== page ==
INDIANAPOLIS (September 2, 2002) - American Jon Fogarty of Dorricott Racing scored his second CART Toyota Atlantic race win of the season at the inaugural Shell Grand Prix of Denver and in doing so, captured the 2002 Championship over Canadian ...
INDIANAPOLIS (September 2, 2002) - American Jon Fogarty of Dorricott Racing scored his second CART Toyota Atlantic race win of the season at the inaugural Shell Grand Prix of Denver and in doing so, captured the 2002 Championship over Canadian Michael Valiante of Lynx Racing by only 11 championship points. Fogarty, starting fourth, moved up early to second place and finally took the lead from Scotland's Ryan Dalziel on Lap 13 in a braking maneuver that saw both drivers lock up the wheels in the wide open Turn 5 area. From there, Fogarty would lead the rest of the way, surviving a late race charge by Hylton Motorsports' Dalziel, to win by 0.652-seconds.
Fogarty's Dorricott Racing teammate Alex Gurney battled throughout the race to earn the final podium position in third place. Scuadra Fortia's Waldemar Coronas scored his career best Atlantic finish in fourth place while P-1 Racing's Jonathan Macri rounded out the top five. The final Dorricott Racing car of Luis Diaz came home in sixth place. Aaron Justus earned a top ten finish (seventh place) in only his second race with PDR Racing. Sepp Koster of Michael Shank Racing ended his rookie season with an eighth place. Sigma Autosport's Rocky Moran Jr. followed up his Montreal win with a ninth place while Condor Motorsports' Frank Dancs finished in tenth place.
Valiante entered the weekend with a six point lead over Fogarty, but could never get higher than fourth place on the track. With Fogarty winning and capturing the one point for most laps led, Valiante needed to score a second place finish to secure the season championship. While battling Gurney for third place on Lap 33, Valiante drove deep into the aforementioned Turn 5, wiggled the car and finally lost control on the concrete patch at the apex of the corner. By the time he restarted the engine and resumed, he had fallen all the way to 13th place. He would finish in 12th place.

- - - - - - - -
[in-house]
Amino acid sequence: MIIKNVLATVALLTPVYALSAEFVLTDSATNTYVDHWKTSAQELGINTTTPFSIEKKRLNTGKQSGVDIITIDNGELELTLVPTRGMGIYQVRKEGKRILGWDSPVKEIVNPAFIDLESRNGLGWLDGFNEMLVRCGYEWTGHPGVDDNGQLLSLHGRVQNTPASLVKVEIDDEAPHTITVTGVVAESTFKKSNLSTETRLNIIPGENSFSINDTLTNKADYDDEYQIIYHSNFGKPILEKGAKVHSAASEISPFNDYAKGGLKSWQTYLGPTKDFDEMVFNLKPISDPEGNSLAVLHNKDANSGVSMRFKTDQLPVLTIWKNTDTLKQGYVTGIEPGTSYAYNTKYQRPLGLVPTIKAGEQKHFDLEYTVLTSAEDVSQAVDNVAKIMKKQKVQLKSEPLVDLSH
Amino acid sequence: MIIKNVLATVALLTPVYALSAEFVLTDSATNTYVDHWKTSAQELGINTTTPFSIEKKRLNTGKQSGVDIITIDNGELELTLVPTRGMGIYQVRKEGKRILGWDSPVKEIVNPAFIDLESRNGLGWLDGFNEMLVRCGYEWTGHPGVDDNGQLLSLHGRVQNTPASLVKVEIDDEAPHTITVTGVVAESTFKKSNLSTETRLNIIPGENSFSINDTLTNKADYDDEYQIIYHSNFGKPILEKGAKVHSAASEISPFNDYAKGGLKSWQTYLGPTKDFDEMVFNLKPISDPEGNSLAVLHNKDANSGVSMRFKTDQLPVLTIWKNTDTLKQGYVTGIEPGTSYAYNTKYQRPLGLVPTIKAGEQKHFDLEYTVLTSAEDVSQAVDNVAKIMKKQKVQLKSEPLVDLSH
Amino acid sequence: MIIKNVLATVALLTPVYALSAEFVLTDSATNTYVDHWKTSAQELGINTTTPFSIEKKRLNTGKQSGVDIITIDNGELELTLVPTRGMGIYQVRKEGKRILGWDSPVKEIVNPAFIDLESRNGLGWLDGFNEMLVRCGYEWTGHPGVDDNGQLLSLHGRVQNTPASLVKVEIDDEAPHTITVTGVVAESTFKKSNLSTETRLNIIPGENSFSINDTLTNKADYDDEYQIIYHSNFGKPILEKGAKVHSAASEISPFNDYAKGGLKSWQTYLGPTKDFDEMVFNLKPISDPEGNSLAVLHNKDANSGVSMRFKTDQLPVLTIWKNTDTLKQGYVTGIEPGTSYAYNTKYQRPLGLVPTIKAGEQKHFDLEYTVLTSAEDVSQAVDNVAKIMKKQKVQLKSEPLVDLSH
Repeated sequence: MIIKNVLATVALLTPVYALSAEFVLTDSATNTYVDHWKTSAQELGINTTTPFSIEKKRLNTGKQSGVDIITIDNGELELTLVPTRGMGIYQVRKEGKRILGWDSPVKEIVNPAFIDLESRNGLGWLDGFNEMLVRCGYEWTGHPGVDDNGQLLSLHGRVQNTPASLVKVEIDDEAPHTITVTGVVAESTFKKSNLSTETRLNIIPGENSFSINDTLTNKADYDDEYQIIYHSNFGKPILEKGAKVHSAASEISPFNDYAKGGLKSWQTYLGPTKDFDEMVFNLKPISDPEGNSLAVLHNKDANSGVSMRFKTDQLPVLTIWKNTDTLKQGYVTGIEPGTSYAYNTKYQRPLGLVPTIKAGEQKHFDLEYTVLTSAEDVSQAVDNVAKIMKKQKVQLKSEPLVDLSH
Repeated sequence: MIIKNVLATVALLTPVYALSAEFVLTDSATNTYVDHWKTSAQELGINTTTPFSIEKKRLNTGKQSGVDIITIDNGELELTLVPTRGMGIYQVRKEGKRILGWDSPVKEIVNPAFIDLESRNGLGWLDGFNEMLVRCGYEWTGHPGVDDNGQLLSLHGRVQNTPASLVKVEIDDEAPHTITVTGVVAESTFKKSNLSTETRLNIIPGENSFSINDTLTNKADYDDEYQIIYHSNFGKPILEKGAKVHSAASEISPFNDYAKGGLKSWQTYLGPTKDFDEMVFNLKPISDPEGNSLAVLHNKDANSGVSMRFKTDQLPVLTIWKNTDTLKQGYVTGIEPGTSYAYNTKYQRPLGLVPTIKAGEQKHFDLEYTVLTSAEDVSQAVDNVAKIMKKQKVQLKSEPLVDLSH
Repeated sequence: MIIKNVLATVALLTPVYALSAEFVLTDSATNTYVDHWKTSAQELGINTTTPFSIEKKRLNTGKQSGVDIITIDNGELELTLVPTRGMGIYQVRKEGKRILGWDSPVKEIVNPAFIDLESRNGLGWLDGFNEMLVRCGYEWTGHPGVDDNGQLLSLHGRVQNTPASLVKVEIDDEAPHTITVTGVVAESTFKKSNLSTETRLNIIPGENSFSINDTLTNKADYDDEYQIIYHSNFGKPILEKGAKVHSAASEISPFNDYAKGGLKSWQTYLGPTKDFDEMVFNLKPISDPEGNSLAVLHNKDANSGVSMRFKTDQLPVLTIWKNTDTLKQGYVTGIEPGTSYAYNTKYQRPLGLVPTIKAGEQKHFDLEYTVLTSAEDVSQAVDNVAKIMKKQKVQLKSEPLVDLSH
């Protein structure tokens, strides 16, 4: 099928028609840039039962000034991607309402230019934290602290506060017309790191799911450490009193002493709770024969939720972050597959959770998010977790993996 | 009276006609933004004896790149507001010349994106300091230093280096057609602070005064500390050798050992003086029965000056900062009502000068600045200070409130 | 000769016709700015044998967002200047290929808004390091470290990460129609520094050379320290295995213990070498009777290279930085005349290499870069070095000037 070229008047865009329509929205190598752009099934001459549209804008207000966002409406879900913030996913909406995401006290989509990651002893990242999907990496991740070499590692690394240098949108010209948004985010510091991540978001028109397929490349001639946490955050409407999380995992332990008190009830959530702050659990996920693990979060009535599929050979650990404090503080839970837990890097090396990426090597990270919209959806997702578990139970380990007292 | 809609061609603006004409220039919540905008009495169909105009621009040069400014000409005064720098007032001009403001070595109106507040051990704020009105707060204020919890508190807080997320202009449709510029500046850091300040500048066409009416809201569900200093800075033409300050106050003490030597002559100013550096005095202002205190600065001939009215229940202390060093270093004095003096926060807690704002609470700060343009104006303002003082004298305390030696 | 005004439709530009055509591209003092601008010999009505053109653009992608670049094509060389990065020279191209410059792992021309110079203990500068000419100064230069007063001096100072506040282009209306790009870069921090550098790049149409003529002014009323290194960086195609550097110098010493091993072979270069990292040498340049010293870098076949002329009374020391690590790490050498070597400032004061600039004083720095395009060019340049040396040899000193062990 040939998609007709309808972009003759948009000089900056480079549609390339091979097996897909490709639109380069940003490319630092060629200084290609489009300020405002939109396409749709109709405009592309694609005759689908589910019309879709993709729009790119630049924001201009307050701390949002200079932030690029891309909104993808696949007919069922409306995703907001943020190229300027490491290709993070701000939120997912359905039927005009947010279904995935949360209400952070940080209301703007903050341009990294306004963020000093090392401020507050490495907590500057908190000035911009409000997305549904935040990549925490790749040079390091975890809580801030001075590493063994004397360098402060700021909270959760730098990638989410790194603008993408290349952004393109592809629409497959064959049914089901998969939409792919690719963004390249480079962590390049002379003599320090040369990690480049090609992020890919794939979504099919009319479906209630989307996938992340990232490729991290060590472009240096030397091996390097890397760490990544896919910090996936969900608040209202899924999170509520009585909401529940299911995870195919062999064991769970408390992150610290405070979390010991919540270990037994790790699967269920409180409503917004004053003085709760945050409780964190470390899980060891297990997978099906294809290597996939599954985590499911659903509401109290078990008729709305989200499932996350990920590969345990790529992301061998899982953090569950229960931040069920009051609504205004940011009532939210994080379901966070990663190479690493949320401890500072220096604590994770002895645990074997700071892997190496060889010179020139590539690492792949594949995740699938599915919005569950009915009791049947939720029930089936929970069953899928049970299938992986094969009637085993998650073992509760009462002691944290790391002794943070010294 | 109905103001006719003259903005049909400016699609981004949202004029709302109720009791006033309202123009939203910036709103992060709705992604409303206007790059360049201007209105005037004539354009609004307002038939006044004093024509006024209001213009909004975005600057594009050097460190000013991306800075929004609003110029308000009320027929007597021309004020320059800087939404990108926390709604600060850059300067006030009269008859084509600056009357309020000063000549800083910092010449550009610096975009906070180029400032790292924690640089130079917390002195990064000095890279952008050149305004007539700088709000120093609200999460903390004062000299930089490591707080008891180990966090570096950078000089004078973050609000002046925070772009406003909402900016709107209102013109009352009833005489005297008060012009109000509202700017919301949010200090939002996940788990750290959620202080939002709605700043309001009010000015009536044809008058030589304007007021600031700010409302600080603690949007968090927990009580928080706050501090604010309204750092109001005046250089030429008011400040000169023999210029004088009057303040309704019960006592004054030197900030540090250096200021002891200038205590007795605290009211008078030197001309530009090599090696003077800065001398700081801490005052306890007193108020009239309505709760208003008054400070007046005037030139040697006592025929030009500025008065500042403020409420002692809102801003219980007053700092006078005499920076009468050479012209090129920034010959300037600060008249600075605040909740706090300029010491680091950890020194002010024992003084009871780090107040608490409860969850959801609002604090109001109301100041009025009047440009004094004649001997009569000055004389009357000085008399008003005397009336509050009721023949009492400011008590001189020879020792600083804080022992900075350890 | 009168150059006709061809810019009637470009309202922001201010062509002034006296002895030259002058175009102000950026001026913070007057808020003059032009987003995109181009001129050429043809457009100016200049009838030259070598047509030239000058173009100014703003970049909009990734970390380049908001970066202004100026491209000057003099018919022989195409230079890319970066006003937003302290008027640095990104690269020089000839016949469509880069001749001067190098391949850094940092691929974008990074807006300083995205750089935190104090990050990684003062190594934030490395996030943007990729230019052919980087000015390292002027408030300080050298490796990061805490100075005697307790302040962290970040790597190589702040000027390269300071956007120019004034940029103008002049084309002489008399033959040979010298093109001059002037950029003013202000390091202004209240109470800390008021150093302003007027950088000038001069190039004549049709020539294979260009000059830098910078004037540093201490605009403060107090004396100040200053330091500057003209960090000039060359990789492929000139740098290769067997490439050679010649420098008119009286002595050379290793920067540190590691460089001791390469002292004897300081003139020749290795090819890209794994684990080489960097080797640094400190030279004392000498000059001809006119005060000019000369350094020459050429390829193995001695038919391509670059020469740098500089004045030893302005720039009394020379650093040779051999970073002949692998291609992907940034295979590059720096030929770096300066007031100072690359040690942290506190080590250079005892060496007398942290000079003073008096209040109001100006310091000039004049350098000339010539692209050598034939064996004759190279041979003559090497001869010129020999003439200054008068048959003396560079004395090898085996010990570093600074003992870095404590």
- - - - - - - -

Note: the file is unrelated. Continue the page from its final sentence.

"It's hard putting a meaning to this day and race into words at the moment," commented Fogarty, winner at the season opener at Monterrey, Mexico as well. "It meant so much to win it for Dorricott Racing. I owe so much to the entire team. They worked hard all year, especially when you consider that we switched from Indy Lights and had to learn a new car."
"We've had some time tough times during the year and when we did, Michael always seemed to be there ready to capitalize on them," continued Valiante, who last led the championship following the Chicago race in late June. "I feel that now that it is said and done, this Championship is deserved."
Fogarty becomes the first rookie to win the Atlantic championship since Alex Barron did so in 1997. Consistency seemed to be the key to his championship run, as Fogarty placed in the top five in ten of the twelve races in addition to his two bookend wins at the season opener and finale.
The win marked the second consecutive CART Driver Development Ladder System championship for Dorricott Racing. With Townsend Bell at the wheel, the team captured the final Indy Lights Championship in 2001 before making the move to Atlantics this year. It also holds extra special meaning for the team due to the passing of team owner and founder Bob Dorricott Sr. in April of this year.
Behind the Fogarty-Valiante battle, Gurney secured third place in the final championship standings. Diaz, a winner at Portland and Road America, finished in fourth place. Moran Jr., winner at the penultimate round of Montreal, rounded out the top five in championship standings.
Showing the strength of the CART Driver Development system, four of the top five drivers in the final point standings - champion Fogarty, runner-up Valiante, Gurney and Moran Jr. - are graduates of the Barber Dodge Pro Series.